this link to a reviewer who doesn't understand how adult reviewers are loving Super Mario Galaxy 2.
Essentially, this guy doesn't understand how adult gamers, and by gamers not casual gamers but gamers who play anything and everything on the market worth playing, enjoy Super Mario Galaxy 2. He complains about the button configuration, but doesn't really argue about why it's not an adult game.
I have a question for the author, Doug Elfman: What should adult reviewers like? What game is the be all end all of reviewer praise?
I have a lot of problems of the kind of assumptions that Elfman makes. First of all, in my humble opinion, Elfman thinks games with bright colors, goofy sounds, and no gunfire can not be appealing to "true" gamers. Second, if you don't like using both hands playing a video game, don't play video games. I don't know of any console who 80% of the time only uses one hand. I can understand some of the frustration of a Wii controller, because most people used to the old controllers take a while to adapt to the scheme of it. But that's old news. If that's your only complaint, that has nothing to do with adults not liking the game.
There is this perception that there is something juvenile about video games. Some games are, but some are not. The industry is juvenile, yes, especially since they have a problem with representing their audience as something other than a horny 17 year old that hides in his basement. But if you actually play video games, you know that the act itself isn't juvenile. Sometimes it's like a movie, sometimes it's like reading a story you love, sometimes it is merely shooting everything in sight (L4D is fantastic for this) but it usually involves some brain power, problem solving and coordination. It's a little more active than a book, probably why it's even more distracting and engrossing. Books aren't juvenile, TV and movies (which are more passive) aren't juvenile. Why is it video games are considered such?
It's because the perception of such is perpetuated not only by people outside of the gaming culture, but by the people in it as well. And when we say a fun game that happens to have goofy sounds and bright colors is only for kids, we forget that there are plenty of adults that read comic books, watch cartoons and even read young adult books whose actions aren't considered childish.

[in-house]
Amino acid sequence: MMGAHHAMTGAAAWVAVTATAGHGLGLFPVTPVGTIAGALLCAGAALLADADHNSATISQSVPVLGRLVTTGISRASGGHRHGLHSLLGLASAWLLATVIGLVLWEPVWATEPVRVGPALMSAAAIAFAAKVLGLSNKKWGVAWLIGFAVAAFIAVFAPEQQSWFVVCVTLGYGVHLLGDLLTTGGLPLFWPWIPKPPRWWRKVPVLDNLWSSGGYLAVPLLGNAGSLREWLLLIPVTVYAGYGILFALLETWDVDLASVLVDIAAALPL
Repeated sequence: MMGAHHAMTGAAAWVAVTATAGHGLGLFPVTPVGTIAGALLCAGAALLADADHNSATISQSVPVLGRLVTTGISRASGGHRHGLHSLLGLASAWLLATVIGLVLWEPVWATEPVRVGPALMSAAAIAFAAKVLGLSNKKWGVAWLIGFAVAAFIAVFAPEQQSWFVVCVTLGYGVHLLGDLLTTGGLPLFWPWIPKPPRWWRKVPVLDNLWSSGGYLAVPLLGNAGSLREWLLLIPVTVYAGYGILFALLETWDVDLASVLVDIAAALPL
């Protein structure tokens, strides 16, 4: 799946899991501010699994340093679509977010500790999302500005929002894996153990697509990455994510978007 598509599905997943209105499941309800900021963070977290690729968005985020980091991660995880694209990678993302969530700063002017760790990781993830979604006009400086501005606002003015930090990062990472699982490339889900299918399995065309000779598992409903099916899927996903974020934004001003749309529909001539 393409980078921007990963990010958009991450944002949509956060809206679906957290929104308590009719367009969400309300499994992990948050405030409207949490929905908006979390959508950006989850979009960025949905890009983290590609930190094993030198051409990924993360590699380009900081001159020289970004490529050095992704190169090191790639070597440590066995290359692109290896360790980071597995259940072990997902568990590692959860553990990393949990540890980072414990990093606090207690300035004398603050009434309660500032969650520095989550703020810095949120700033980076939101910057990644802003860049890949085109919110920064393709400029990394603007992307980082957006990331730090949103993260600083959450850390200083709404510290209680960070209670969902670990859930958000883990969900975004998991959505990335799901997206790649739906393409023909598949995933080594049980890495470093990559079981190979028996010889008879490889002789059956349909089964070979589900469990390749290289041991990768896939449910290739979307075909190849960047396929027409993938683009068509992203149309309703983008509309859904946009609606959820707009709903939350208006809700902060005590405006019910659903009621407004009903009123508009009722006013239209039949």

I think it's childish to not consider things that are different than your usual repertoire. Especially if your usual repertoire helps the industry stay more narrow minded, kind of like what this Cracked.com article I read recently was trying to say.
And getting back to the title of this article, what's wrong with an escapist medium where everything is simple, and whimsical and magical? That's the Mario universe. It's not fantasy in the traditional sense, but it is a great world to go to after work or school where there are many demands and sometimes you feel like you're stuck in a hamster wheel. Sure, you're off to kill bad guys, but they don't even bleed all over the place! They just go POOF and you're done! You even get gold if they go poof! Or stars!
Whimsy is completely entertaining even as an adult. How has the Wizard of Oz stayed such a movie classic? It's light hearted and fun! No one would tell you that it's only for kids just because it is brightly colored and has goofy characters. It's a cinema classic!
If we start subjecting video games to the same kind of scrutiny that we give of mediums, these kind of comments will come less often. It'll happen in time. Soon, the idea of a video game being too childish to play or enjoy will become less of an accepted thing.
Wow, I typed a lot more than I expected. Thanks for reading!